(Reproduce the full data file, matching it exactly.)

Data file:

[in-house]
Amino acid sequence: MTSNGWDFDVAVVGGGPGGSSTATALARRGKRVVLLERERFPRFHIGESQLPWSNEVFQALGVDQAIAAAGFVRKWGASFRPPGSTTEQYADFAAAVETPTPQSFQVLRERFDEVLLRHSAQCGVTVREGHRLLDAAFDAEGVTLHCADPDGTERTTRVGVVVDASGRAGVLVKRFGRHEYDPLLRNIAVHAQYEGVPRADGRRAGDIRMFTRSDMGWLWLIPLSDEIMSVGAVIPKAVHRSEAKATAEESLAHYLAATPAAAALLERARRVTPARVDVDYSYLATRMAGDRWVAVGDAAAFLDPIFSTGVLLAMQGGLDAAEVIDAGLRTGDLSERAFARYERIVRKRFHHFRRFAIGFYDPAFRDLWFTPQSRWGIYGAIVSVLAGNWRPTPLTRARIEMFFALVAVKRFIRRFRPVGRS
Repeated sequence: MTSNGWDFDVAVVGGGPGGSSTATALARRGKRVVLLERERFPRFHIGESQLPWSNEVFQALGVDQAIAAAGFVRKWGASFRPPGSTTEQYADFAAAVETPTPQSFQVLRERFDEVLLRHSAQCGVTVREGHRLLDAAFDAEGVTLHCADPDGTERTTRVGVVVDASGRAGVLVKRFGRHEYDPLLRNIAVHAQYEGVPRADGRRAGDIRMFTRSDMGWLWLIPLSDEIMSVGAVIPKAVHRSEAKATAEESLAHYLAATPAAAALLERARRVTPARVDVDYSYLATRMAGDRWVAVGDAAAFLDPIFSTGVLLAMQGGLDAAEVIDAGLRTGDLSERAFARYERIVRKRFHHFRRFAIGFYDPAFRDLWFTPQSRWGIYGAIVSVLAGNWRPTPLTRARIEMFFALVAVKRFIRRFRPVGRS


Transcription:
[in-house]
Amino acid sequence: MTSNGWDFDVAVVGGGPGGSSTATALARRGKRVVLLERERFPRFHIGESQLPWSNEVFQALGVDQAIAAAGFVRKWGASFRPPGSTTEQYADFAAAVETPTPQSFQVLRERFDEVLLRHSAQCGVTVREGHRLLDAAFDAEGVTLHCADPDGTERTTRVGVVVDASGRAGVLVKRFGRHEYDPLLRNIAVHAQYEGVPRADGRRAGDIRMFTRSDMGWLWLIPLSDEIMSVGAVIPKAVHRSEAKATAEESLAHYLAATPAAAALLERARRVTPARVDVDYSYLATRMAGDRWVAVGDAAAFLDPIFSTGVLLAMQGGLDAAEVIDAGLRTGDLSERAFARYERIVRKRFHHFRRFAIGFYDPAFRDLWFTPQSRWGIYGAIVSVLAGNWRPTPLTRARIEMFFALVAVKRFIRRFRPVGRS
Repeated sequence: MTSNGWDFDVAVVGGGPGGSSTATALARRGKRVVLLERERFPRFHIGESQLPWSNEVFQALGVDQAIAAAGFVRKWGASFRPPGSTTEQYADFAAAVETPTPQSFQVLRERFDEVLLRHSAQCGVTVREGHRLLDAAFDAEGVTLHCADPDGTERTTRVGVVVDASGRAGVLVKRFGRHEYDPLLRNIAVHAQYEGVPRADGRRAGDIRMFTRSDMGWLWLIPLSDEIMSVGAVIPKAVHRSEAKATAEESLAHYLAATPAAAALLERARRVTPARVDVDYSYLATRMAGDRWVAVGDAAAFLDPIFSTGVLLAMQGGLDAAEVIDAGLRTGDLSERAFARYERIVRKRFHHFRRFAIGFYDPAFRDLWFTPQSRWGIYGAIVSVLAGNWRPTPLTRARIEMFFALVAVKRFIRRFRPVGRS